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My writing took a serious hit during the last half of 2015. It wasn't pretty. The flashdrive on which I kept my creative writing crapped out on me. At first, I wasn't even all that concerned since I had been diligently backing up my computer. HOWEVER, I was living in a fool's paradise. While I was backing up everything on the laptop, my flashdrive with over five years of creative writing was not included as part of the laptop even when it was plugged in.
Apparently, everyone but me. When I bemoaned my loss, I found little sympathy among the more technologically advanced.
I tried several data recovery programs and took the flashdrive to various local computer stores. Nothing.
I finally decided to ship the flashdrive to a place in Florida which advertised recovery for about $100. I could afford that. It wasn't until a few days later, the Florida recovery team emailed me with the bad news that my flashdrive was a "more complicated" model called a monolith. To recover data from this type of flashdrive would set me back $500 with no guarantee as to how much or how little they could find. Either way, the price was $500--a sum I couldn't afford. I asked that it be shipped back and it now sits in a drawer that I don't like to look at.
Reeling from the loss of my "babies" (yes, I labored to create each short story, novella, and novel), I couldn't write. I fixated on what I lost even though I couldn't remember everything that was on the drive, even though I found copies of some of my works. Until I had thoroughly mourned their loss, I couldn't put pen to paper or fingers to keyboard.
Instead, I read. I read books by authors who hadn't lost their flashdrives or at least knew enough to back them up or put them in a cloud. I read good fiction, bad fiction, and dare I say it? Romances.
Here's my 2015 Reading List:
2015 Reading List
The Ocean at the End of the Lane by Neil Gaiman
The Book of Human Skin by Michelle Lovric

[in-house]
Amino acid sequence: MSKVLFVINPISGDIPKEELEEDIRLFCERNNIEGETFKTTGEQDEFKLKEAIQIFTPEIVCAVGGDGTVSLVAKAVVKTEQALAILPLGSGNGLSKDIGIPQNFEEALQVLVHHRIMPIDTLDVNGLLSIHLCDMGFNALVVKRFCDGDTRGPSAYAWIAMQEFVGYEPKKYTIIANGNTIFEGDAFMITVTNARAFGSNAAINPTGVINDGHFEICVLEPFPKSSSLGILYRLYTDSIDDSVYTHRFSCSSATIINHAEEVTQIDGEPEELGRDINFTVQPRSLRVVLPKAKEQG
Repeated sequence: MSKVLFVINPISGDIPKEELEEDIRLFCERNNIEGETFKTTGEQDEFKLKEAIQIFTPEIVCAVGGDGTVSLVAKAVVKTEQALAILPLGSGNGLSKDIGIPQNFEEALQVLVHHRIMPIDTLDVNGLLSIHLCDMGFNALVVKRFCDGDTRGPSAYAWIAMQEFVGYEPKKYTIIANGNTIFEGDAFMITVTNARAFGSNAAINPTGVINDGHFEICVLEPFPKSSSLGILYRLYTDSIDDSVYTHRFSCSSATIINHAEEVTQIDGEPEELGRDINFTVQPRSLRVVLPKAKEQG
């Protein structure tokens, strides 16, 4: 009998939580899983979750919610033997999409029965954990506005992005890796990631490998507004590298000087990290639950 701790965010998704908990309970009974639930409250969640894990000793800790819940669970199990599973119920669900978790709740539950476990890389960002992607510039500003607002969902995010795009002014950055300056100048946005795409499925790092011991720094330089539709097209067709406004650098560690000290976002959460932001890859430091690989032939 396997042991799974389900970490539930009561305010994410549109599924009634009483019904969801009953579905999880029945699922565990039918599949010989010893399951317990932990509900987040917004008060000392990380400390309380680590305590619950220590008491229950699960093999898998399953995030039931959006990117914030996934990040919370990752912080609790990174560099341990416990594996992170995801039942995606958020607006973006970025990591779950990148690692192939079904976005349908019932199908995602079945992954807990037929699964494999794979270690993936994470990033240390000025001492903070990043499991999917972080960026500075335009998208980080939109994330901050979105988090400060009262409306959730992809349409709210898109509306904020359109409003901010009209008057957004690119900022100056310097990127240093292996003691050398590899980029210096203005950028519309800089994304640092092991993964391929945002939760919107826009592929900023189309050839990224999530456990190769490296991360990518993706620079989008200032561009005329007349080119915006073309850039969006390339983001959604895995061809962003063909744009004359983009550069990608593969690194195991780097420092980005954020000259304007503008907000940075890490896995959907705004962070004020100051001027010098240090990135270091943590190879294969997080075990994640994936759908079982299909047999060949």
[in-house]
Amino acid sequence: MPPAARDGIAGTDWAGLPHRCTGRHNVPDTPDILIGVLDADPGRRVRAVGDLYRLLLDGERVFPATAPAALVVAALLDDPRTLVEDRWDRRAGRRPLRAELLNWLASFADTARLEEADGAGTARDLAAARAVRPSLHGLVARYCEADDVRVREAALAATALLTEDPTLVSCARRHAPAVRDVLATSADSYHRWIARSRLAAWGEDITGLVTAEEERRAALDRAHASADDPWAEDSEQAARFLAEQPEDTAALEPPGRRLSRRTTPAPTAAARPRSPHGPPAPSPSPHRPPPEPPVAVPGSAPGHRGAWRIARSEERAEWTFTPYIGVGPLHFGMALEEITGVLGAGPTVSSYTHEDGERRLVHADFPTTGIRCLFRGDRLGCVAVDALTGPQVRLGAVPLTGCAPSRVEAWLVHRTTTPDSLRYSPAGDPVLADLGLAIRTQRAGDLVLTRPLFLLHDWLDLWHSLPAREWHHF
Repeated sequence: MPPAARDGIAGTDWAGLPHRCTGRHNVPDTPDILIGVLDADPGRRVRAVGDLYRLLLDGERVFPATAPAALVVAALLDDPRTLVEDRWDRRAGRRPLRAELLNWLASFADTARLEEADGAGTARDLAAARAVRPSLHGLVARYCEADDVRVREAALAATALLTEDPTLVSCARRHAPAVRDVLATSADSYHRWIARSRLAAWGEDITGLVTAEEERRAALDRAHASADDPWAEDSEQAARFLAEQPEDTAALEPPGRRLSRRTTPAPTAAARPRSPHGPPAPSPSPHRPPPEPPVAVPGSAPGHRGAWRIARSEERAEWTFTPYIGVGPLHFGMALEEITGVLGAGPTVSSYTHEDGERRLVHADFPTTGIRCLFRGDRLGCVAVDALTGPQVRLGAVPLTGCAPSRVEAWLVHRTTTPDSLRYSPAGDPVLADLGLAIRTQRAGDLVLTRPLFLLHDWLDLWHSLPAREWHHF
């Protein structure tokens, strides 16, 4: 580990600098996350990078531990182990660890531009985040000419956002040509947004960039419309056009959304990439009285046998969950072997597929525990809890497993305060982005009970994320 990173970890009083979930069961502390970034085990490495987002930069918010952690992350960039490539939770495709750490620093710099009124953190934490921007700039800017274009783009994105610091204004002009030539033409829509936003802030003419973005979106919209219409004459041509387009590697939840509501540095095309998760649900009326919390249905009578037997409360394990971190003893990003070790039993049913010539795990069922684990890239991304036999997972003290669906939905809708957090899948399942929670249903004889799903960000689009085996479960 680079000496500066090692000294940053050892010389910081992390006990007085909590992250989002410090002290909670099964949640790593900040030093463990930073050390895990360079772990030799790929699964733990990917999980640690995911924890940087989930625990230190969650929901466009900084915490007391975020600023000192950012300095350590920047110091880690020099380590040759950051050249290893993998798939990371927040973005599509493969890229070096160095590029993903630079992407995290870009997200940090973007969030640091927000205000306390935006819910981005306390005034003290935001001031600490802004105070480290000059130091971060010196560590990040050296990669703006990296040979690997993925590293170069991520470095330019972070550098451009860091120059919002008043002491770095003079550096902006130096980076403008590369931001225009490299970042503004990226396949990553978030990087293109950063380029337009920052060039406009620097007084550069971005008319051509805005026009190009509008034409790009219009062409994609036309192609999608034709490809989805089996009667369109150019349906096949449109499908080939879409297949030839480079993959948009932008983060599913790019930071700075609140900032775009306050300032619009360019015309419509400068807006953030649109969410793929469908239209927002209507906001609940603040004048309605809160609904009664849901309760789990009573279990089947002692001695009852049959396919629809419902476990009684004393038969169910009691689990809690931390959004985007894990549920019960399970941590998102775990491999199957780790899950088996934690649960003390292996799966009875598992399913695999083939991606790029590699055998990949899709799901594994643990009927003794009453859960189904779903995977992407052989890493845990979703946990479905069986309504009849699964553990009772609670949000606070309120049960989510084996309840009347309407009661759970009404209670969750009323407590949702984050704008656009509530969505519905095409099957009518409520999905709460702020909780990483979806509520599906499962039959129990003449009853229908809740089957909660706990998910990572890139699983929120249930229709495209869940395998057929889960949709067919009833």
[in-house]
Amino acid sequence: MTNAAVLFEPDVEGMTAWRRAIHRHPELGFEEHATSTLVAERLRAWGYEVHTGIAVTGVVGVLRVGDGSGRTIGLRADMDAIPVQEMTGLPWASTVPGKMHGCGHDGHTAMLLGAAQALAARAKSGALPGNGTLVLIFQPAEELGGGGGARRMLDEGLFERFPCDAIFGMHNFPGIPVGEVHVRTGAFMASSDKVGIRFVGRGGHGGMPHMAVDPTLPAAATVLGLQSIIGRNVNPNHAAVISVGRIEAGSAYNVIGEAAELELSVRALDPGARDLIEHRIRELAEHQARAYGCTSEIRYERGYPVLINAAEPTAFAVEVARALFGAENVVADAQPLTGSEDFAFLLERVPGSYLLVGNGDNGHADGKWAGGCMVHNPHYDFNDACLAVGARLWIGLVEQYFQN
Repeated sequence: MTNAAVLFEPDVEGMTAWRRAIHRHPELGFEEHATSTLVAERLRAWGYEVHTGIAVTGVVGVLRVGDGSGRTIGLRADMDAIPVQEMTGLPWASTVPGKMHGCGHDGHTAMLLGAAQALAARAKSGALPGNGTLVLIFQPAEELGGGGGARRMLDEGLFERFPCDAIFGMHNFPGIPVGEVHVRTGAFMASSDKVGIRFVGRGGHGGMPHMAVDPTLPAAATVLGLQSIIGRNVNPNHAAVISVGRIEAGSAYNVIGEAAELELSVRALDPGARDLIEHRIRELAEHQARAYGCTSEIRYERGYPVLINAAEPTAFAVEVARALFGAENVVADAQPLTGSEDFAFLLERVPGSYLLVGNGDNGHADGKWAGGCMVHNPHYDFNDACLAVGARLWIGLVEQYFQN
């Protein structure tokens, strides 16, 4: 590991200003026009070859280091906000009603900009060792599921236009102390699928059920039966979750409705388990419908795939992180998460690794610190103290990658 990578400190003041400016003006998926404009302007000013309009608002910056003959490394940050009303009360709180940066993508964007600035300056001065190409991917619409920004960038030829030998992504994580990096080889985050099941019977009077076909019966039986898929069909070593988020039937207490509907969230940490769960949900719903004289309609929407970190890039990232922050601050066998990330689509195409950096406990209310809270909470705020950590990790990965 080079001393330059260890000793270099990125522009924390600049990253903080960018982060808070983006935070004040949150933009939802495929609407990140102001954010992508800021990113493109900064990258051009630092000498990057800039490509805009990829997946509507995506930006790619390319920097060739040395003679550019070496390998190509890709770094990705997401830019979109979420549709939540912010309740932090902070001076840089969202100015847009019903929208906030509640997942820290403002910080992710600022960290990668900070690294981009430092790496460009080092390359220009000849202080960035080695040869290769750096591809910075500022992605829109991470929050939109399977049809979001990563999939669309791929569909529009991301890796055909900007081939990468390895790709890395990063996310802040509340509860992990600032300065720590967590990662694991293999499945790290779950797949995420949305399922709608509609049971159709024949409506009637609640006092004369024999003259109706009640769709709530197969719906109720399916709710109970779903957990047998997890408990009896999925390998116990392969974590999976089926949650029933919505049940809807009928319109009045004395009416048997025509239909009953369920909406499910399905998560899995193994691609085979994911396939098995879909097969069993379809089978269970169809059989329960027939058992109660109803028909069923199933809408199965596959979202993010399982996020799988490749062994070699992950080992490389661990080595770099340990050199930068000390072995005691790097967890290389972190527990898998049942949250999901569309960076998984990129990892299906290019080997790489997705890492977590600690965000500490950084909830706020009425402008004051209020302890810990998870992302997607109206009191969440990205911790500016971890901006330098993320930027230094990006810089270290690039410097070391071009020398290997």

First Person Plural: My Life as a Multiple by Cameron West, PhD
The Winter People by Jennifer McMahon
The Accidental Santera by Irete Lazo
by Chuck Palahniuk
Doctor Olaf Van Schuler’s Brain by Kirsten Menger-Anderson
Women and Ghosts by Alison Lurie
The Widow’s Walk by Robert Barclay
10. Chasing Rumi by Roger Houseden
11. The Short
Second Life of Bree Tanner by Stephanie
12. The Robe of
Skulls by Vivian French
13. Invisible Boy
by Cornelia Read
14. The Bone
Church by Victoria Dougherty
15. Flirt by Laurell K. Hamilton
16. Cane River by Lalita Tademy
Writers School by Steven Carter
18. In the Woods by Tana French
19. Me, Dead Dad,
& Alcatraz by Chris Lynch
20. The Junk-Drawer
Corner-Store Front-PorchBlues by John R. Powers
21. Going Away
Shoes by Jill McCorkle
22. Incantation by Alice Hoffman
Foretelling by Alice Hoffman
24. A Shortcut In
Time by Charles Dickinson
25. Temptation by Jude Deveraux
26. Daughter of
Smoke and Bone by Laini Taylor
Becomes Her by Kelly Keaton
28. High Tide by Jude Deveraux
29. Hope: A
Tragedy by Shalom Auslander
30. The Mystic
Arts of Erasing All Signs of Death
by Charlie Houston
31. The Right
Hand of Evil by John Saul
32. Travels in
the Scriptorium by Paul Auster
33. The Twelve
Terrors of Christmas by John Updike
34. Gossamer by Lois Lowry
35. These Is My
Words by Nancy E. Turner
36. Black Magic
Sanction by Kim Harrison
37. White Witch,
Black Curse by Kim Harrison
38. The Gift of
Years: Growing Older Gracefully by
Sister Joan Chittister
I found some new authors (to me) and re-read some of my favorites. I mourned for my lost works, and slowly healed.
Today, I wrote about 3,000 words on a story that didn't exist even in my mind until a few weeks ago. It felt good to write again. Perhaps, someday when I have an extra $500 laying around, I'll pay to get the data off that flashdrive, but until then I'll have to content myself with producing new and hopefully, better works.
Who knows? Maybe a fresh start is exactly what I needed.
|Below you'll find the review I posted on both Goodreads and Amazonfor Mr. Penumbra's 24-Hour Bookstore.
Love, love, LOVE this book! I've tweeted, Facebooked, emailed, blogged, and reviewed this book. If I do anything more, author Robin Sloan is going to have to put me on the payroll!
I rarely get this excited about a book, but Mr. Penumbra's really resonated with the bibliophile in me. This debut novel abounds with quirky, intelligent characters on a quest. I truly adored Ms. Lapin! How could I not? She is me and I am her.